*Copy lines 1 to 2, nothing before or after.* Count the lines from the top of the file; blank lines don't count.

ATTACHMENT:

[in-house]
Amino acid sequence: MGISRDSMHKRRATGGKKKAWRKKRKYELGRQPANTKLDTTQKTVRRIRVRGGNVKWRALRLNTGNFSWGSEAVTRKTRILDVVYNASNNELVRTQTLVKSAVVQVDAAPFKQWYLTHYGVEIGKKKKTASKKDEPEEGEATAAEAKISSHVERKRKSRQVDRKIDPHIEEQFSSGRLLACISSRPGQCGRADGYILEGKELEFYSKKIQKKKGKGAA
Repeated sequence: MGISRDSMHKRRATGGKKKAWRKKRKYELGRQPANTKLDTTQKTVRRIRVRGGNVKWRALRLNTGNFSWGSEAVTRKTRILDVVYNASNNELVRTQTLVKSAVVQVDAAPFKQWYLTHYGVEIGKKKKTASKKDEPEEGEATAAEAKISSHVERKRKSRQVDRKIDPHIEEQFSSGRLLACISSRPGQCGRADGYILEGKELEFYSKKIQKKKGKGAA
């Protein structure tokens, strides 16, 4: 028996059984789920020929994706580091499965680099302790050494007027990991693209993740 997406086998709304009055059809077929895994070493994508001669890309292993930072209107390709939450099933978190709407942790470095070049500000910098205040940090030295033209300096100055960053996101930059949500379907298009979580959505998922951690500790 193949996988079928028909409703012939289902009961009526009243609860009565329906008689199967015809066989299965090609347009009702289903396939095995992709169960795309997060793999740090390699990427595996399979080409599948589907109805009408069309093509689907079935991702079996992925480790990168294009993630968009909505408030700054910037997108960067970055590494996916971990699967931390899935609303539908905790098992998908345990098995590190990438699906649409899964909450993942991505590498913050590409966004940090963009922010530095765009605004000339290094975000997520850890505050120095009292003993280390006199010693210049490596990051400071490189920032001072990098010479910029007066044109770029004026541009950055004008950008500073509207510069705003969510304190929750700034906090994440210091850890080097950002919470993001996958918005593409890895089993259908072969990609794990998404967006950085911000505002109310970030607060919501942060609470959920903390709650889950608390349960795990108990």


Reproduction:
[in-house]
Amino acid sequence: MGISRDSMHKRRATGGKKKAWRKKRKYELGRQPANTKLDTTQKTVRRIRVRGGNVKWRALRLNTGNFSWGSEAVTRKTRILDVVYNASNNELVRTQTLVKSAVVQVDAAPFKQWYLTHYGVEIGKKKKTASKKDEPEEGEATAAEAKISSHVERKRKSRQVDRKIDPHIEEQFSSGRLLACISSRPGQCGRADGYILEGKELEFYSKKIQKKKGKGAA